• Continue to advocate and support federal public policy priorities as identified by the Association’s public policy office.

Federal Priorities

Alzheimer’s disease is a growing crisis for our families and the economy. The federal government must address the challenges the disease poses and take bold action to confront this epidemic now. Here’s more information on the Alzheimer’s Association’s federal priorities including implementing the National Alzheimer’s Plan and increasing access to diagnosis and care planning.

Event Updates

Memory Day 2015 a Huge Success

Memory Day 2015_Legislative VisitAlzheimer advocates from across Ohio made their voices heard during the 17th annual Ohio Memory Day at the Ohio Statehouse in Columbus on Wednesday, April 15th. A record number of advocates (over 400) participated in the event, sponsored by the Ohio Council of the Alzheimer's Association.

Advocates attended the luncheon program where they heard remarks from Ohio Governor John Kasich, Ohio Department on Aging Director Dr. Bonnie Kantor-Burman, the Honorable Speaker Cliff Rosenberger, and advocate and caregiver Luanne Bole-Becker. Volunteer advocate Ginni Ragan received the 2015 Sharen Eckert Leadership in Advocacy Award.

Memory Day provides Alzheimer’s advocates from across the state the opportunity to meet with their legislators as well as fellow advocates in support of the Alzheimer’s Association advocacy mission. Ohioans called upon their Representatives and Senators to increase the Alzheimer’s respite funding line-item (490-414), to support future proposals for proper training in dementia care, and to support HB50. 

Record Attendance for the 27th Annual Advocacy Forum

The Alzheimer’s Association 27th Annual Advocacy Forum in Washington, D.C. attracted a record 1,000-plus attendees representing all 50 states. The three-day event, held March 23-25, included various panel discussions and presentations on public policy issues, a gala dinner and office visits with members of Congress on Capitol Hill.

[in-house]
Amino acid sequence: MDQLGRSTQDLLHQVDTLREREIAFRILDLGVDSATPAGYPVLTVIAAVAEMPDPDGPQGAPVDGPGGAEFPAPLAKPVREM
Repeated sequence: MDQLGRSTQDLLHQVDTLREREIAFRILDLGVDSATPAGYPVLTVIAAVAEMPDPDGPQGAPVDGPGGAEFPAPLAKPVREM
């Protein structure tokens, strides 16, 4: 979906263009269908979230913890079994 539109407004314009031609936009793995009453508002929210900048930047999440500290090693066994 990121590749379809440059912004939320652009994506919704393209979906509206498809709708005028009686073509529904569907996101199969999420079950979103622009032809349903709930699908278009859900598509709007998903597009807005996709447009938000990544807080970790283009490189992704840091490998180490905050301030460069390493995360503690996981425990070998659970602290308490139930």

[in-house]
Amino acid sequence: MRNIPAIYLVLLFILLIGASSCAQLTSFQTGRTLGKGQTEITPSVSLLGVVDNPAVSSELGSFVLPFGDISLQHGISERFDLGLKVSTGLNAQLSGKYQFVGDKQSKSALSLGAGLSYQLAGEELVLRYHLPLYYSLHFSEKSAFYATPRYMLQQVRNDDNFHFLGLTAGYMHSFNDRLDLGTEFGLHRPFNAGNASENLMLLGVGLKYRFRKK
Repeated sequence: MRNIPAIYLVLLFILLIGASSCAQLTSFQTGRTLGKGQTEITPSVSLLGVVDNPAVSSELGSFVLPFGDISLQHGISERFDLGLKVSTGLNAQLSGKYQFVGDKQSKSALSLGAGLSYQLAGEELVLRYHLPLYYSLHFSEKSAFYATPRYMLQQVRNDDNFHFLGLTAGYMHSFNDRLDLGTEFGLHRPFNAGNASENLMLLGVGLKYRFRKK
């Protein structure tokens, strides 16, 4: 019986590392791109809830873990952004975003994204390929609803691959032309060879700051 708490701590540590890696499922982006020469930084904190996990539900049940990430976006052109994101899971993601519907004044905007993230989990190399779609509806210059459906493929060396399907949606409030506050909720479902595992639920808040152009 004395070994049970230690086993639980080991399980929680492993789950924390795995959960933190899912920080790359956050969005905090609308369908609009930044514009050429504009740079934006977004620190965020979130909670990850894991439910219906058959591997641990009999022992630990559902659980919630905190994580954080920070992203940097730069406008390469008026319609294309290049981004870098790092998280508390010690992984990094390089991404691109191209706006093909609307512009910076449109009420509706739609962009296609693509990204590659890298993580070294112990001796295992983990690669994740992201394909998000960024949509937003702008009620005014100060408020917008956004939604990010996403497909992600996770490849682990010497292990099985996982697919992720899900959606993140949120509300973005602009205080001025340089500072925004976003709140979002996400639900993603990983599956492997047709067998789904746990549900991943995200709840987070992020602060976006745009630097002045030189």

Ohio’s delegation of over 50 advocates consisted of seasoned Ambassadors as well as advocates who were attending the Forum for the first time. The Ohio Council hosted an inaugural Ohio Advocate Gathering, which included a special research update from Dr. Gary Landreth (Director of the Alzheimer’s Research Laboratory at Case Western Reserve University in Cleveland).2015 Advocacy Forum_Ohio Delegation

Throughout the program, advocates heard from members of Congress as well as Dr. Richard Hodes (Director of the National Institutes on Aging) and keynote speaker Dr. David Satcher (Former U.S. Surgeon General). Lisa Genova, author of Still Alice, received the Association’s Sargent and Eunice Shriver Profiles in Dignity Award during the National Alzheimer’s Dinner. Wolf Blitzer (CNN’s lead political anchor) served as the dinner’s emcee.

In addition to requesting a $300 million increase for Alzheimer’s research at NIH, the Association re-introduced the bipartisan Health Outcomes, Planning, and Education (HOPE) for Alzheimer’s Act. The HOPE Act (S. 857/H.R. 1559) would ensure that Medicare beneficiaries newly-diagnosed with Alzheimer’s disease and their families receive comprehensive care planning services.

For more on the Forum, visit


Now is the time to be a voice for those suffering with Alzheimer's disease and related dementias. If Alzheimer's disease continues on its current path, it is estimated that up to 16 million Americans will have this disease by 2050. Being an advocate will keep you informed of current and upcoming legislation that is designed to help increase the awareness of Alzheimer's disease, make Alzheimer's a priority for research funding and help families through support and other resources as they journey through this devastating disease. Once you have registered as an advocate, you will receive periodic e-mails with updated information and action alerts. The action alerts will request you send an e-mail or letter to your legislator to ask for their support. It is important to supply your address information which allows us to connect you directly with your legislator. Please register To become an advocate.


For more information on your local chapter,
please select and visit their individual site.
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Central Ohio Chapter
Columbus, OH
Cleveland Area Chapter
Beachwood, OH
Greater Cincinnati Chapter
Cincinnati, OH
Greater East Ohio Chapter
Hudson, OH
Miami Valley Chapter
Dayton, OH
Northwest Ohio Chapter
Toledo, OH
West Virginia Chapter
Charleston, WV